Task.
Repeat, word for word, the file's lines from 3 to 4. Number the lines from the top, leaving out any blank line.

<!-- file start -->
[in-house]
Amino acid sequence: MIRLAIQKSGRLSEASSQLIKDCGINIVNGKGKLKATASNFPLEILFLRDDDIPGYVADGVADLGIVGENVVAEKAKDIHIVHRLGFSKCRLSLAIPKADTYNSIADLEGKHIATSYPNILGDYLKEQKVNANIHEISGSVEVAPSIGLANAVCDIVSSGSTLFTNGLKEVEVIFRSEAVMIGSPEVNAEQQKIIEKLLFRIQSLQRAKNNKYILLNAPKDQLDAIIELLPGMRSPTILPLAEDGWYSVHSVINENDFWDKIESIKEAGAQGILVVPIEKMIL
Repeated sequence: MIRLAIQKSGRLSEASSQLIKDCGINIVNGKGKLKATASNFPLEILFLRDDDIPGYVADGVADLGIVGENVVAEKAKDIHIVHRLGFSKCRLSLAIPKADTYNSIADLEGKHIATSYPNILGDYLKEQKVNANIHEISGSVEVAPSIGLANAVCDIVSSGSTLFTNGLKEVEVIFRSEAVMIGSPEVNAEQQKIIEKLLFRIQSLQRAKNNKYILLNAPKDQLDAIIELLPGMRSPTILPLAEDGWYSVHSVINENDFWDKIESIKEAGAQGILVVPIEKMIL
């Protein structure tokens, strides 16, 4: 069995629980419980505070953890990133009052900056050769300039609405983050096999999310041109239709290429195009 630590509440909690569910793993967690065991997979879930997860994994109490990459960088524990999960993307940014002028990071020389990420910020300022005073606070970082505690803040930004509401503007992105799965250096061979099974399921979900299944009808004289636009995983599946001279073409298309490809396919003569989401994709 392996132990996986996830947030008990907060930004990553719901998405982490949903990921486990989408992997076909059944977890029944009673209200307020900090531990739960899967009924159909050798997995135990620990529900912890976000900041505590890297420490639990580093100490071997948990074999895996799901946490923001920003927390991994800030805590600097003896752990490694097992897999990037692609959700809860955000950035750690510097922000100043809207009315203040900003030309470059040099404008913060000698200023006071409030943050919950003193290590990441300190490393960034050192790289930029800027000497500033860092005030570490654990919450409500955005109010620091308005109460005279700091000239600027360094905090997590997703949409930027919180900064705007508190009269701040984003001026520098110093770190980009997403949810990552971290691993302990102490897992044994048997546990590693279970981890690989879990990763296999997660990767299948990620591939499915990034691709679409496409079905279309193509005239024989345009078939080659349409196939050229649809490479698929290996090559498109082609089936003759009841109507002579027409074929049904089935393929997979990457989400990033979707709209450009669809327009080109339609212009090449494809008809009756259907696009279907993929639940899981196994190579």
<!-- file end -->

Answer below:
Repeated sequence: MIRLAIQKSGRLSEASSQLIKDCGINIVNGKGKLKATASNFPLEILFLRDDDIPGYVADGVADLGIVGENVVAEKAKDIHIVHRLGFSKCRLSLAIPKADTYNSIADLEGKHIATSYPNILGDYLKEQKVNANIHEISGSVEVAPSIGLANAVCDIVSSGSTLFTNGLKEVEVIFRSEAVMIGSPEVNAEQQKIIEKLLFRIQSLQRAKNNKYILLNAPKDQLDAIIELLPGMRSPTILPLAEDGWYSVHSVINENDFWDKIESIKEAGAQGILVVPIEKMIL
């Protein structure tokens, strides 16, 4: 069995629980419980505070953890990133009052900056050769300039609405983050096999999310041109239709290429195009 630590509440909690569910793993967690065991997979879930997860994994109490990459960088524990999960993307940014002028990071020389990420910020300022005073606070970082505690803040930004509401503007992105799965250096061979099974399921979900299944009808004289636009995983599946001279073409298309490809396919003569989401994709 392996132990996986996830947030008990907060930004990553719901998405982490949903990921486990989408992997076909059944977890029944009673209200307020900090531990739960899967009924159909050798997995135990620990529900912890976000900041505590890297420490639990580093100490071997948990074999895996799901946490923001920003927390991994800030805590600097003896752990490694097992897999990037692609959700809860955000950035750690510097922000100043809207009315203040900003030309470059040099404008913060000698200023006071409030943050919950003193290590990441300190490393960034050192790289930029800027000497500033860092005030570490654990919450409500955005109010620091308005109460005279700091000239600027360094905090997590997703949409930027919180900064705007508190009269701040984003001026520098110093770190980009997403949810990552971290691993302990102490897992044994048997546990590693279970981890690989879990990763296999997660990767299948990620591939499915990034691709679409496409079905279309193509005239024989345009078939080659349409196939050229649809490479698929290996090559498109082609089936003759009841109507002579027409074929049904089935393929997979990457989400990033979707709209450009669809327009080109339609212009090449494809008809009756259907696009279907993929639940899981196994190579």